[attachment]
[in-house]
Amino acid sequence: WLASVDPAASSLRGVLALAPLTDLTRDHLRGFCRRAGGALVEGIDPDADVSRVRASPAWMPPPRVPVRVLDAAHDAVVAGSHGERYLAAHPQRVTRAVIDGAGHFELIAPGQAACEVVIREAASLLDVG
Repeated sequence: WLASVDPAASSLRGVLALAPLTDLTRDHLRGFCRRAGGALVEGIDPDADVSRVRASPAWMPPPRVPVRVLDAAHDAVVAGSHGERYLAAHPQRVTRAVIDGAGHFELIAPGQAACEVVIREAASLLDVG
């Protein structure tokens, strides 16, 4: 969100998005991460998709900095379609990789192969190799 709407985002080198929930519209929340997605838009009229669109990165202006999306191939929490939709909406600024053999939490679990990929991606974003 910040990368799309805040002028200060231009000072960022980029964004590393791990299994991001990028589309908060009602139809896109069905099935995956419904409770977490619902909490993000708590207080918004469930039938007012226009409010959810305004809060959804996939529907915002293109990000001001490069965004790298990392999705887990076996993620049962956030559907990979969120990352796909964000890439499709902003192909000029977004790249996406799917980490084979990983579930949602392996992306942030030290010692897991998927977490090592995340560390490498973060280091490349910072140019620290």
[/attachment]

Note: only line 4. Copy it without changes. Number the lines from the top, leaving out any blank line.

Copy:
């Protein structure tokens, strides 16, 4: 969100998005991460998709900095379609990789192969190799 709407985002080198929930519209929340997605838009009229669109990165202006999306191939929490939709909406600024053999939490679990990929991606974003 910040990368799309805040002028200060231009000072960022980029964004590393791990299994991001990028589309908060009602139809896109069905099935995956419904409770977490619902909490993000708590207080918004469930039938007012226009409010959810305004809060959804996939529907915002293109990000001001490069965004790298990392999705887990076996993620049962956030559907990979969120990352796909964000890439499709902003192909000029977004790249996406799917980490084979990983579930949602392996992306942030030290010692897991998927977490090592995340560390490498973060280091490349910072140019620290």